Smarter Strategies = More Sustainable Events
We’ve said it before, we’ll say it again – it starts with strategy. Asking questions like ‘why are we exhibiting?’, ‘What do we need to achieve to make the event successful?’ will help focus strategy and save waste from the start. You can get a head start on this with our events advice resources here. Working smarter also involves education on the wider aspects of how we work sustainably, and in this case build more sustainable exhibition stands. To do this we want to use ‘Life Cycle Thinking’ rather than just focus on whether something is made of wood, plastic or aluminium. By understanding your goals and needs, we can select the best and most sustainable approach based on need and not whether it looks ‘eco’. Across the life cycle of most products or materials, there is consideration of extraction, manufacture, packaging and transportation, usage and end of life. As an example, aluminium architecture requires a lot of energy to acquire, manufacture and transport, however it’s durability often means this impact is spread across a longer life (when used appropriately). This is why our aluminium architecture has served us for decades in some cases, used as a durable strong skeleton in stand builds where other materials would have been used up 100s of times over.
Our custom-modular approach naturally lends itself to working more sustainably. Creating an inventory of architectural items we can draw on across projects means that again their impact is spread out. It also saves our clients money and you’d never know what core components were being reused thanks to the creative designs and spaces we create around this custom-modular nucleus. Investing further in UV printing technology and carefully curating a range of responsible and more sustainable medias, inks and stand dressing materials, we’ve ensured that 80 to 90% of every project is reused, recycled or repurposed. Our approach also has the concept of ‘reducing’ consumption built in, encouraging clients to consider a life cycle within their events and connect with suppliers who share our focus on smarter sustainable solutions from lead capture to coffee. (Speaking of which , do take a look at ‘The Barista’ and ‘Request Shed’ as two such examples of smarter, sustainable (and superb) events services.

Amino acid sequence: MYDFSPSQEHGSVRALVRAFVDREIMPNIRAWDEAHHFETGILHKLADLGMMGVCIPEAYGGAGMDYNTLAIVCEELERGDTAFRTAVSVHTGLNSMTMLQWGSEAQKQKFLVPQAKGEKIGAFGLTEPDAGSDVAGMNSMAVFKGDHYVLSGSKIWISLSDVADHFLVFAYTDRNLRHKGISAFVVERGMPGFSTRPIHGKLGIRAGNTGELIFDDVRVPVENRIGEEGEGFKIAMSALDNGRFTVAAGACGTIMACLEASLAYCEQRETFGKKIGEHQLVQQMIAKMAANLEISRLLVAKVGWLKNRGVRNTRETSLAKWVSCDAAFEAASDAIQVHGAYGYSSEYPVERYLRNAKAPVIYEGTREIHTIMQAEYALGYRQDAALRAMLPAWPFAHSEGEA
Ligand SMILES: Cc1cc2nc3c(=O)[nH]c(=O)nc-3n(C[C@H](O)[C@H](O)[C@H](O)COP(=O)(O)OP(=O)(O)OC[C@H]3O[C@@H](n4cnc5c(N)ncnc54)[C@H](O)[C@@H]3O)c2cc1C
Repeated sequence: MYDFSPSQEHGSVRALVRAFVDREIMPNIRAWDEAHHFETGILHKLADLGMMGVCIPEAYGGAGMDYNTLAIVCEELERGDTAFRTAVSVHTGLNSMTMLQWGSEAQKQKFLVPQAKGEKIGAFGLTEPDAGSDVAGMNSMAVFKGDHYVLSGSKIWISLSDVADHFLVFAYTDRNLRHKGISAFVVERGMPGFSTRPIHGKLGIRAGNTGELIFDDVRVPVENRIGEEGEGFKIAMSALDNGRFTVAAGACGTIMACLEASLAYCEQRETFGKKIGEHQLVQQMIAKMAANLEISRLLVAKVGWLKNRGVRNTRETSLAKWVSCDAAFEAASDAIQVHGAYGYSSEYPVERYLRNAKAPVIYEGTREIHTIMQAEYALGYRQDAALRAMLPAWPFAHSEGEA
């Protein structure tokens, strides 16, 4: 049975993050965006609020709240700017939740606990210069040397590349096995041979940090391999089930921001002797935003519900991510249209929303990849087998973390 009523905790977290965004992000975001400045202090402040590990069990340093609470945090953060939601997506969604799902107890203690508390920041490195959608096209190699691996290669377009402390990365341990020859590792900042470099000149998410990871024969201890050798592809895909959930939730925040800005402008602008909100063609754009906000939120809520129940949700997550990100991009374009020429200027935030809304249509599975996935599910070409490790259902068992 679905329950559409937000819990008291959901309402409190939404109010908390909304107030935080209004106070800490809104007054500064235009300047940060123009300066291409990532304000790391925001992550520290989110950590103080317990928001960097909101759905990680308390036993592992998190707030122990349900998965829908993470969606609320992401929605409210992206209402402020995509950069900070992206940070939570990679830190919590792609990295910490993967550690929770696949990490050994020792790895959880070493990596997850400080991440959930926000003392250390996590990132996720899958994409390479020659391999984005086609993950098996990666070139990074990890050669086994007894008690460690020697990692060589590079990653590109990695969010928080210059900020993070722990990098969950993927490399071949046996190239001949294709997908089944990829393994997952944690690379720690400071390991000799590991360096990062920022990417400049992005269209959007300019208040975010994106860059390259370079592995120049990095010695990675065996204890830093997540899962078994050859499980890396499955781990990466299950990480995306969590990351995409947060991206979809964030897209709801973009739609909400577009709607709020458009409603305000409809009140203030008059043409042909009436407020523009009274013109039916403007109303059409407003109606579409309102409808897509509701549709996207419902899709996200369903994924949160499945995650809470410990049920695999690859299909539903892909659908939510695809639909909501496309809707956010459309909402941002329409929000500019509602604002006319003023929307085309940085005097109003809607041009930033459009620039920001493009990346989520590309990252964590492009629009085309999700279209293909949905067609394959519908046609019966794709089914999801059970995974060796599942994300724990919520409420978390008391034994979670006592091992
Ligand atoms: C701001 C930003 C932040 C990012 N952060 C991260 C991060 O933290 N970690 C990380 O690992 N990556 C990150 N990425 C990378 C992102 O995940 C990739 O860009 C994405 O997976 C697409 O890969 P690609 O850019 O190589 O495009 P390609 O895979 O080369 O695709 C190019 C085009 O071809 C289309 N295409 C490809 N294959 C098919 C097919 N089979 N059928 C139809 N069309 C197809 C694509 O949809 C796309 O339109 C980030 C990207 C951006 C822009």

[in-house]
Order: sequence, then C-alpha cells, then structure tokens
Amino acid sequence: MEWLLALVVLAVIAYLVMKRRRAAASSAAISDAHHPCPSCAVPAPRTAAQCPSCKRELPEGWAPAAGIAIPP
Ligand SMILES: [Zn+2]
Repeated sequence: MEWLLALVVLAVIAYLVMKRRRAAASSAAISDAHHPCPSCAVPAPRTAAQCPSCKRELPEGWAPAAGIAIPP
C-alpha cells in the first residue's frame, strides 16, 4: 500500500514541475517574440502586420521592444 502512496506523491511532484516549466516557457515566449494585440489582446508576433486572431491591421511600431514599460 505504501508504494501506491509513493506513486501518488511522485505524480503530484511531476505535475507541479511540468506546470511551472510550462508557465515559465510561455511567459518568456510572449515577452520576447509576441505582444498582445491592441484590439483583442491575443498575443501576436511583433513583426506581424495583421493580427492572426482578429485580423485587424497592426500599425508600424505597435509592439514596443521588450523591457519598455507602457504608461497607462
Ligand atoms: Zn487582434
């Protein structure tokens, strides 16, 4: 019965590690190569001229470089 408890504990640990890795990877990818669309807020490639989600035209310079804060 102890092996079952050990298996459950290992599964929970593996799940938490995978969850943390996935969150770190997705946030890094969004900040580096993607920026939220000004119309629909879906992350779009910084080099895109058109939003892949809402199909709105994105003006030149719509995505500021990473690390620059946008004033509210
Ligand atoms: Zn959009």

We’ve no doubt that as we restart events, making them more ethical, responsible and sustainable with become a central part in the future of our industry. We also have no doubt that despite this longer read, we’ve barely scratched the surface of what we can do to make a difference in the pursuit of more sustainable events. However, if we’ve shared anything, we hope it’s the importance of stopping to think about sustainability in events and having conversations to make it a talking point for all involved in shaping the future of events. Just as the time and focus brought by covid has given rise to a more ethical consumer attitude, so too can time and focus create change in our events.
If you’re planning an event, exhibition or pop-up experience and would like to talk about how to make it more sustainable and more successful too – please do get in touch, we’d love to help.